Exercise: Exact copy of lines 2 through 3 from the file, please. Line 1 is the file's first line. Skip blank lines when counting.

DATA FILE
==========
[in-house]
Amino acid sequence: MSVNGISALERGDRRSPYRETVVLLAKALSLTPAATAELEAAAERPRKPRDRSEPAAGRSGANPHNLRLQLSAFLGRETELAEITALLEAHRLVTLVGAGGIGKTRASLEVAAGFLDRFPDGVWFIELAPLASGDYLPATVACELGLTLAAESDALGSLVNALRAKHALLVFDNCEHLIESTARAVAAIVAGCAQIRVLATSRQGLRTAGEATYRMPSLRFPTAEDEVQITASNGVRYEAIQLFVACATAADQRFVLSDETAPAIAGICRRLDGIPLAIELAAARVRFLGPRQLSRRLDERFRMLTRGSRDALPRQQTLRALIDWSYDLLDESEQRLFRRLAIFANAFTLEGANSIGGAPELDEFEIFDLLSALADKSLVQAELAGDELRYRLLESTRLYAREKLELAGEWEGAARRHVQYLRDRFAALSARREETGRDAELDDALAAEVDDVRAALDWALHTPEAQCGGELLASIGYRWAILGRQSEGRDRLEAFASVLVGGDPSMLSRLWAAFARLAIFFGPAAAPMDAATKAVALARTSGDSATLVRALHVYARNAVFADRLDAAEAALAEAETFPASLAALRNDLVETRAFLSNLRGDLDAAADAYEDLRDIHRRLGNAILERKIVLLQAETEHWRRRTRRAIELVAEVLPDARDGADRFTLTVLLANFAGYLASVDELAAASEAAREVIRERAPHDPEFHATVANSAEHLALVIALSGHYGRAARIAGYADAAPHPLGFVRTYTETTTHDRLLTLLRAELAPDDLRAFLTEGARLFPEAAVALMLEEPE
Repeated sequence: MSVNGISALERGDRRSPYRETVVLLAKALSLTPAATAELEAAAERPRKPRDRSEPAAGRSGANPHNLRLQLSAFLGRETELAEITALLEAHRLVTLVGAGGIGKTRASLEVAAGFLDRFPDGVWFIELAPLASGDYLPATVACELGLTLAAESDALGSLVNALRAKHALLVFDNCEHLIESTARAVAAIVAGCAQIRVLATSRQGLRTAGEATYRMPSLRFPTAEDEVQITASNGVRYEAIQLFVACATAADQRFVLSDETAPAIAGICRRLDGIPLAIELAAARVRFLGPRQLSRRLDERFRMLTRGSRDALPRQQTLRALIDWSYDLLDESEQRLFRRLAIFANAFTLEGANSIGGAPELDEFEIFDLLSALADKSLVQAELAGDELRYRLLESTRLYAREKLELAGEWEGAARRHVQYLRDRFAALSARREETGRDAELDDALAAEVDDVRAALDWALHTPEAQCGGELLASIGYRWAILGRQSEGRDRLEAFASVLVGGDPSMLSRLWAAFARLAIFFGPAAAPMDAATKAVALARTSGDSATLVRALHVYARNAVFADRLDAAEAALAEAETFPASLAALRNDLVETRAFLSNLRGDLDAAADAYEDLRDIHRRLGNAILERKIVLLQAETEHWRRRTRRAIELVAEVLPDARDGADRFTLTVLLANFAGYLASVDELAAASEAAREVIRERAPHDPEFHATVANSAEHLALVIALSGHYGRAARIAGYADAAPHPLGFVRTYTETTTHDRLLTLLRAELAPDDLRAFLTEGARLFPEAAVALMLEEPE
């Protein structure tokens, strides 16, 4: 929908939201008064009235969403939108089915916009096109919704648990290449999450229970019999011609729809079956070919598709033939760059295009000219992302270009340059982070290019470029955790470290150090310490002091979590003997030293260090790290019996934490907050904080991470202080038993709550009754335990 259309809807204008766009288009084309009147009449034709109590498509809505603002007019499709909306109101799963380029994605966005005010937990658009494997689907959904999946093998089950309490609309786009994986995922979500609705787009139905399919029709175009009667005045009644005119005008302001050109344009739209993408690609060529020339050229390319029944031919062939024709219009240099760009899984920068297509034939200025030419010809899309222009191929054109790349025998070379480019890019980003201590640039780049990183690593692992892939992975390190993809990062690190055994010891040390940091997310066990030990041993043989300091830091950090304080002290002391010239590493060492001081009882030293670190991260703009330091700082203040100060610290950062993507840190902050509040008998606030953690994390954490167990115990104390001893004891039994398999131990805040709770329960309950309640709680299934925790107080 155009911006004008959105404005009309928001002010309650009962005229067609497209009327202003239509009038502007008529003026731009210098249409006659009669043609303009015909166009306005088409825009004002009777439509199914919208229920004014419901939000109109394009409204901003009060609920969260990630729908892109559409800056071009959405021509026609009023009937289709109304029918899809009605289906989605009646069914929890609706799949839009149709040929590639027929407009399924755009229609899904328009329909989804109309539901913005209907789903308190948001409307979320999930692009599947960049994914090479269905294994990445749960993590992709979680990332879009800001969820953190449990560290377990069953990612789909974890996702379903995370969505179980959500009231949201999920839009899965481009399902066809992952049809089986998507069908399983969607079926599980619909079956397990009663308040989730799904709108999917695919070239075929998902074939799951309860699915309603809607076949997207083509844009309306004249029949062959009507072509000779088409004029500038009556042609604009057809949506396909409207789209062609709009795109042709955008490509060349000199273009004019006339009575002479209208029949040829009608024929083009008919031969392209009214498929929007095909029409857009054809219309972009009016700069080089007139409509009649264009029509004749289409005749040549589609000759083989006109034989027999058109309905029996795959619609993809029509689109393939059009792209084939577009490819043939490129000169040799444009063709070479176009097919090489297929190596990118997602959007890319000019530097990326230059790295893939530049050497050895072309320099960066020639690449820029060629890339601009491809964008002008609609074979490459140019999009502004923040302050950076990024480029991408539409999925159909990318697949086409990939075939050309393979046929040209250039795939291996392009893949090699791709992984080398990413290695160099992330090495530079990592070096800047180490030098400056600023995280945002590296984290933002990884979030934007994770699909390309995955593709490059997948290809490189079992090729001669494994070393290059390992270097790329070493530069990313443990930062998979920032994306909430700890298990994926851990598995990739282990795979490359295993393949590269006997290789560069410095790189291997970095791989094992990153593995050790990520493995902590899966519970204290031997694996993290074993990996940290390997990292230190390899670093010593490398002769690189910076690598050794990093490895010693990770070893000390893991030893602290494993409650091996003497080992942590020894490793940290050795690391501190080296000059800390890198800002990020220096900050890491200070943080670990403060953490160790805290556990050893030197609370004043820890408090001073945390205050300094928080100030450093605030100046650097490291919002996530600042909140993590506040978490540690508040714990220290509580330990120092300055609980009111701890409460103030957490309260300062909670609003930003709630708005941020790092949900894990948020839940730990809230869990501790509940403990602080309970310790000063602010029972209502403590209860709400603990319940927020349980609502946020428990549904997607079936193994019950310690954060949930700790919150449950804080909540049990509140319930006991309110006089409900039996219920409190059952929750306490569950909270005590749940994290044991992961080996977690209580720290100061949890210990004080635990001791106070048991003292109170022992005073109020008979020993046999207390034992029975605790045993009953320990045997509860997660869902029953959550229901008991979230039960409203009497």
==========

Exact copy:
Amino acid sequence: MSVNGISALERGDRRSPYRETVVLLAKALSLTPAATAELEAAAERPRKPRDRSEPAAGRSGANPHNLRLQLSAFLGRETELAEITALLEAHRLVTLVGAGGIGKTRASLEVAAGFLDRFPDGVWFIELAPLASGDYLPATVACELGLTLAAESDALGSLVNALRAKHALLVFDNCEHLIESTARAVAAIVAGCAQIRVLATSRQGLRTAGEATYRMPSLRFPTAEDEVQITASNGVRYEAIQLFVACATAADQRFVLSDETAPAIAGICRRLDGIPLAIELAAARVRFLGPRQLSRRLDERFRMLTRGSRDALPRQQTLRALIDWSYDLLDESEQRLFRRLAIFANAFTLEGANSIGGAPELDEFEIFDLLSALADKSLVQAELAGDELRYRLLESTRLYAREKLELAGEWEGAARRHVQYLRDRFAALSARREETGRDAELDDALAAEVDDVRAALDWALHTPEAQCGGELLASIGYRWAILGRQSEGRDRLEAFASVLVGGDPSMLSRLWAAFARLAIFFGPAAAPMDAATKAVALARTSGDSATLVRALHVYARNAVFADRLDAAEAALAEAETFPASLAALRNDLVETRAFLSNLRGDLDAAADAYEDLRDIHRRLGNAILERKIVLLQAETEHWRRRTRRAIELVAEVLPDARDGADRFTLTVLLANFAGYLASVDELAAASEAAREVIRERAPHDPEFHATVANSAEHLALVIALSGHYGRAARIAGYADAAPHPLGFVRTYTETTTHDRLLTLLRAELAPDDLRAFLTEGARLFPEAAVALMLEEPE
Repeated sequence: MSVNGISALERGDRRSPYRETVVLLAKALSLTPAATAELEAAAERPRKPRDRSEPAAGRSGANPHNLRLQLSAFLGRETELAEITALLEAHRLVTLVGAGGIGKTRASLEVAAGFLDRFPDGVWFIELAPLASGDYLPATVACELGLTLAAESDALGSLVNALRAKHALLVFDNCEHLIESTARAVAAIVAGCAQIRVLATSRQGLRTAGEATYRMPSLRFPTAEDEVQITASNGVRYEAIQLFVACATAADQRFVLSDETAPAIAGICRRLDGIPLAIELAAARVRFLGPRQLSRRLDERFRMLTRGSRDALPRQQTLRALIDWSYDLLDESEQRLFRRLAIFANAFTLEGANSIGGAPELDEFEIFDLLSALADKSLVQAELAGDELRYRLLESTRLYAREKLELAGEWEGAARRHVQYLRDRFAALSARREETGRDAELDDALAAEVDDVRAALDWALHTPEAQCGGELLASIGYRWAILGRQSEGRDRLEAFASVLVGGDPSMLSRLWAAFARLAIFFGPAAAPMDAATKAVALARTSGDSATLVRALHVYARNAVFADRLDAAEAALAEAETFPASLAALRNDLVETRAFLSNLRGDLDAAADAYEDLRDIHRRLGNAILERKIVLLQAETEHWRRRTRRAIELVAEVLPDARDGADRFTLTVLLANFAGYLASVDELAAASEAAREVIRERAPHDPEFHATVANSAEHLALVIALSGHYGRAARIAGYADAAPHPLGFVRTYTETTTHDRLLTLLRAELAPDDLRAFLTEGARLFPEAAVALMLEEPE